I have written the second in my Tudor trilogy. SISTERS OF TREASON is out next year and is about the two younger sisters of Lady Jane Grey, a pair of girls who were born dangerously close to the throne at a time of great instability. It begins in Mary Tudor’s bloody reign but when Elizabeth comes to the throne things become increasingly difficult for the Grey girls. In SISTERS OF TREASON, though we don’t revisit any of the main characters from QUEEN’S GAMBIT we are reacquainted with some of the characters in the background, and of course the two Tudor princess, watching their rise to the throne and the consequences of this.
Tough question. What are your thoughts on the Reformation and how the Church of England was established?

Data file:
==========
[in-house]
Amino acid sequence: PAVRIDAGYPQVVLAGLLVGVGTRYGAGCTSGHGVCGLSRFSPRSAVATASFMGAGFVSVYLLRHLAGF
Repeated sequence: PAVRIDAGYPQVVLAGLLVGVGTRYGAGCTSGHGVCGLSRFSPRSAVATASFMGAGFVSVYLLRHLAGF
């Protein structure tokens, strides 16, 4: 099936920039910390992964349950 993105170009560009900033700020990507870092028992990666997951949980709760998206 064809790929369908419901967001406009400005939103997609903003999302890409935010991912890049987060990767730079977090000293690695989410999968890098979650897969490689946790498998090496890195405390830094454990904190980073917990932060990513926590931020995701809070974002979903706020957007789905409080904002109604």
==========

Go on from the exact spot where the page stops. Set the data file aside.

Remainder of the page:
I find it impossible to have a straightforward opinion on this because in many ways the Reformation was a force for good, in that it counteracted a deeply corrupt Catholic church and offered ordinary people a way to think, read and learn about faith in a personal and intimate way. Some of the violent acts perpetrated in the name of religious reform though, were unconscionable. But then again religion and politics were inextricably linked in those days and faith was used as a means to control people. You only have to think of the horrors of the Spanish Inquisition or the 280 odd Reformers who were burned in Mary Tudor’s reign to understand that terrible things were done in the name of both Catholicism and reform, but such acts were political at heart. It does make me deeply sad though, when I visit the ruins of the great monasteries and abbeys in England and wonder about the violent erasure of a tradition that had persisted for centuries and all the beauty and tradition that was lost forever.